It’s a complaint that reverberates around our multilingual country. Many of our children who are taught in English battle to speak their mother tongue. City Press asked four families how they keep their languages and heritage alive.
Four-year-old Olaotse Mogakane does not seem to think that his mother tongue is for him.
While his mother, Bontle, is happy that his English is so good he corrects his parents whenever they mispronounce words, she worries he may struggle in the future.
“He will be a big man and, whenever we’re back at my parents’ house, everyone in the family will expect him to speak Setswana and he might also feel bad that he can’t and feel like an outsider. It is my greatest wish that he’s able to speak the language, or at least make some effort to,” she said.
“Most of us who attended public schools in post-apartheid South Africa faced some sort of struggle when it came to English at university level. It became clear that not too much effort was put into English through our school years, but back then everyone around me, including teachers, spoke Setswana unless we were in an English or Afrikaans class.”
Bontle derives some comfort from the fact that Olaotse won’t struggle like she did at university.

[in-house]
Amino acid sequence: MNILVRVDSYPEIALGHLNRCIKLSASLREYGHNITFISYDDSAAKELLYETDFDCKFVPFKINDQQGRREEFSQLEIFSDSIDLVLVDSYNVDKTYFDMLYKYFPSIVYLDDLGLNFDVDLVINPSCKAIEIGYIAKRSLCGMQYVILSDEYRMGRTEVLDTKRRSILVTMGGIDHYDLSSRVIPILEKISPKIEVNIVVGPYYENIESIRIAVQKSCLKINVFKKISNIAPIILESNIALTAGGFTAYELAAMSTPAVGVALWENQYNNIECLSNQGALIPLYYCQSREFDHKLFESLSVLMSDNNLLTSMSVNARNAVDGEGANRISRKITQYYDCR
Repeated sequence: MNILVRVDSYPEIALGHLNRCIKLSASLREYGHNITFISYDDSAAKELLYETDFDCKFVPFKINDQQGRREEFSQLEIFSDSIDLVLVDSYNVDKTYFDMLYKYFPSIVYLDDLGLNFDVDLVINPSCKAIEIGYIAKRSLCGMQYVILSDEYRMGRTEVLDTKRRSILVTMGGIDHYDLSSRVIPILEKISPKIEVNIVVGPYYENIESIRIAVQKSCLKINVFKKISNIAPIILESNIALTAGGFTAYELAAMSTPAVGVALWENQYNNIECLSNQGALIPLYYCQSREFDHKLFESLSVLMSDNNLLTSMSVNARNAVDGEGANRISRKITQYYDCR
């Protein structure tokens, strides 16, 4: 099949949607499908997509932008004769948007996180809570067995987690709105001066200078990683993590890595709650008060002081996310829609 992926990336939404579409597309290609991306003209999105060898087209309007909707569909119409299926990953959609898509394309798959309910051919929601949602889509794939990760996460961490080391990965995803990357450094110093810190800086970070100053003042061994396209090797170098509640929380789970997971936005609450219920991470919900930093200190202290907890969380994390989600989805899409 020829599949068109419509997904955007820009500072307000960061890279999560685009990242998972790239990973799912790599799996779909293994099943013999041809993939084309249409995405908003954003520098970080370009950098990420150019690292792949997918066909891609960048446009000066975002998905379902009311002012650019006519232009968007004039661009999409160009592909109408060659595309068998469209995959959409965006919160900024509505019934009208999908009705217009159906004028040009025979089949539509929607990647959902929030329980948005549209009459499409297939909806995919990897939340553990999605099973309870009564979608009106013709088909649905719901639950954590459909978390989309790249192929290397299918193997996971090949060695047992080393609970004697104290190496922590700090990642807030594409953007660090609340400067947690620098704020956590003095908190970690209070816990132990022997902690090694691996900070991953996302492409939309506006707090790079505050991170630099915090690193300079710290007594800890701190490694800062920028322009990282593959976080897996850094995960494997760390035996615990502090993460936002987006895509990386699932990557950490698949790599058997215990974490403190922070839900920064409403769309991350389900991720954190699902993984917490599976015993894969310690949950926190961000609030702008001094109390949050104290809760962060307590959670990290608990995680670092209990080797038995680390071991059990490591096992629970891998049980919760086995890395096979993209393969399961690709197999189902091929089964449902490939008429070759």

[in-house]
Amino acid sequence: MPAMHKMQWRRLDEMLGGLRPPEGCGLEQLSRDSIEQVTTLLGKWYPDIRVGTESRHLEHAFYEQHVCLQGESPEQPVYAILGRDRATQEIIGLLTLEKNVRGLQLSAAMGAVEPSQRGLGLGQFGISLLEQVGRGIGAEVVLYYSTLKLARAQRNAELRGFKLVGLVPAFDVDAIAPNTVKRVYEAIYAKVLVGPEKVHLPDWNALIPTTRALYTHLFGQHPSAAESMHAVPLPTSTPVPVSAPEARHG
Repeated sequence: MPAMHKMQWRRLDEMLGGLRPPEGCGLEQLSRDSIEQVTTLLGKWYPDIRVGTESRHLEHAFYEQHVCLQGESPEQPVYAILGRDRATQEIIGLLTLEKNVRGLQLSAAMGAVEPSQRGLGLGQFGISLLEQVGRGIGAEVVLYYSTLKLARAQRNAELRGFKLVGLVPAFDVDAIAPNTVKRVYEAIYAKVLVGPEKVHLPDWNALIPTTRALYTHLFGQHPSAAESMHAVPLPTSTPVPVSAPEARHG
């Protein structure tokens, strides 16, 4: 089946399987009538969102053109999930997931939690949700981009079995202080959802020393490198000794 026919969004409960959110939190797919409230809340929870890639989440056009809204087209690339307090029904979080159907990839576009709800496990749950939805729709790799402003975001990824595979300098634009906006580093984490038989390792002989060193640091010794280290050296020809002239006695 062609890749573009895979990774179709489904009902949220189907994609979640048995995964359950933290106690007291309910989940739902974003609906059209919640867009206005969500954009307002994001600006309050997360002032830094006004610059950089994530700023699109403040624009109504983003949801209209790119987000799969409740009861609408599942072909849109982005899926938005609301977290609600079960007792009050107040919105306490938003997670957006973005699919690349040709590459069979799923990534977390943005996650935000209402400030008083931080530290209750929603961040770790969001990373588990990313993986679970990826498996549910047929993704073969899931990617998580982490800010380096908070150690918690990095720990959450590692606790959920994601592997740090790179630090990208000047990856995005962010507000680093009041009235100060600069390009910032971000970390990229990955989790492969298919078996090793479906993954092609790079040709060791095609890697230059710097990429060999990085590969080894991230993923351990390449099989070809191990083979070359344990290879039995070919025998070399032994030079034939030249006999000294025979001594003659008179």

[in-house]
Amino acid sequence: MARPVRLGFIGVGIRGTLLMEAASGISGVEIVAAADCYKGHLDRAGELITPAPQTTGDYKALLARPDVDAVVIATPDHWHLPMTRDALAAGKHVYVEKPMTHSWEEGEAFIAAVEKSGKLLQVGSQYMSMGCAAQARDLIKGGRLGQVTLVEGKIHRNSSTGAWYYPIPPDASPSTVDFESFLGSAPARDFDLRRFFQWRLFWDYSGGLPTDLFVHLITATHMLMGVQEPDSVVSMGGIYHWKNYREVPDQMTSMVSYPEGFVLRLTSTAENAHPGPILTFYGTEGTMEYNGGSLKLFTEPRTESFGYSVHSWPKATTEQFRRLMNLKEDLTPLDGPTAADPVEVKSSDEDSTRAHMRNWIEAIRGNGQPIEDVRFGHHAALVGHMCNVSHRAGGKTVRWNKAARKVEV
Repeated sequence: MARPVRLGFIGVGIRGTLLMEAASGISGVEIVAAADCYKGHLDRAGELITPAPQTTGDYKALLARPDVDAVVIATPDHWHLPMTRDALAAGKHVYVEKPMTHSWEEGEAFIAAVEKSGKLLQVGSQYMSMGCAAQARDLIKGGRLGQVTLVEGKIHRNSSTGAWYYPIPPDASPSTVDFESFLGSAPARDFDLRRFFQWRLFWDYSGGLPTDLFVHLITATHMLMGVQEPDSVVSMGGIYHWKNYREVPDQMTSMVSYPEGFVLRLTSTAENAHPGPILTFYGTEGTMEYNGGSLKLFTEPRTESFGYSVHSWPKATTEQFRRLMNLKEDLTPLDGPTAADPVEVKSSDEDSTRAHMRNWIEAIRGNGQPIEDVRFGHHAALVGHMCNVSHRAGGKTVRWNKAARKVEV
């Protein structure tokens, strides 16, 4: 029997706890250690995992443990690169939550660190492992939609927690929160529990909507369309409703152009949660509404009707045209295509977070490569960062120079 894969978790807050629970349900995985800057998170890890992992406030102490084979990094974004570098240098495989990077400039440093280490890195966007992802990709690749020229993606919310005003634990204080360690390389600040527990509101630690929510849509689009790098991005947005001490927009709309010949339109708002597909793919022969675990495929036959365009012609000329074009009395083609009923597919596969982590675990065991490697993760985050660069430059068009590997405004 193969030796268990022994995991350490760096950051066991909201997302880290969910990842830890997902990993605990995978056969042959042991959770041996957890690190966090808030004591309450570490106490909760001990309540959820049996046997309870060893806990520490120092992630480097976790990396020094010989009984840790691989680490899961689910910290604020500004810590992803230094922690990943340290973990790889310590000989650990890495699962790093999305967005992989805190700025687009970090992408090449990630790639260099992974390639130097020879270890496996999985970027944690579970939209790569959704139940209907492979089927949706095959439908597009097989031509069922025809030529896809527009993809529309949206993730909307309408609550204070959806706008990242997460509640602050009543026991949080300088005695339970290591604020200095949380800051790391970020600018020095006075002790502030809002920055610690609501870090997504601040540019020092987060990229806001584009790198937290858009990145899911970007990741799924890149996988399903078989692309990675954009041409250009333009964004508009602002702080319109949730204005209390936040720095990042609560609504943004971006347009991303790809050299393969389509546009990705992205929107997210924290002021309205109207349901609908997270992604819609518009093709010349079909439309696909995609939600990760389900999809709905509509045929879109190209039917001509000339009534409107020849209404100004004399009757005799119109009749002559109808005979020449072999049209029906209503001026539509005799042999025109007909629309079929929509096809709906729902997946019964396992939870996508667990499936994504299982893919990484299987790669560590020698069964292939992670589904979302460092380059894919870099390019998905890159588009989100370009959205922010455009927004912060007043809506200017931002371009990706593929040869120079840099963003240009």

“I am, however, worried that he may never be able to speak Setswana and that he won’t be able to pass the language on to his children, which is something we need in order to preserve our heritage.”
Olaotse is a bouncy young boy with an inquiring mind who constantly asks questions about everything and everyone.
He greets well and calls every man “malome” (uncle) – a sign of respect and a delight for his mother.
But this is about as far as he can go.
He takes instructions in Setswana, but not too well, only able to nod in agreement or shake his head while waiting for a translation.
It takes a while for him to work out what his mother is saying.
“I am not sure what to do with him because I’m worried that it may have a bad effect on him if I try to force Setswana down his throat. He is too comfortable with English and lacks confidence among people who speak a different language,” Bontle says.
“He is too shy to speak Setswana because it will come out all bad.”
Olaotse was born in Musina where he was exposed to Venda people speaking Tshivenda.
“We’ve now moved to Polokwane where he now has isiZulu-, Tshivenda- and Xitsonga-speaking friends and the only language that unites them is English.”
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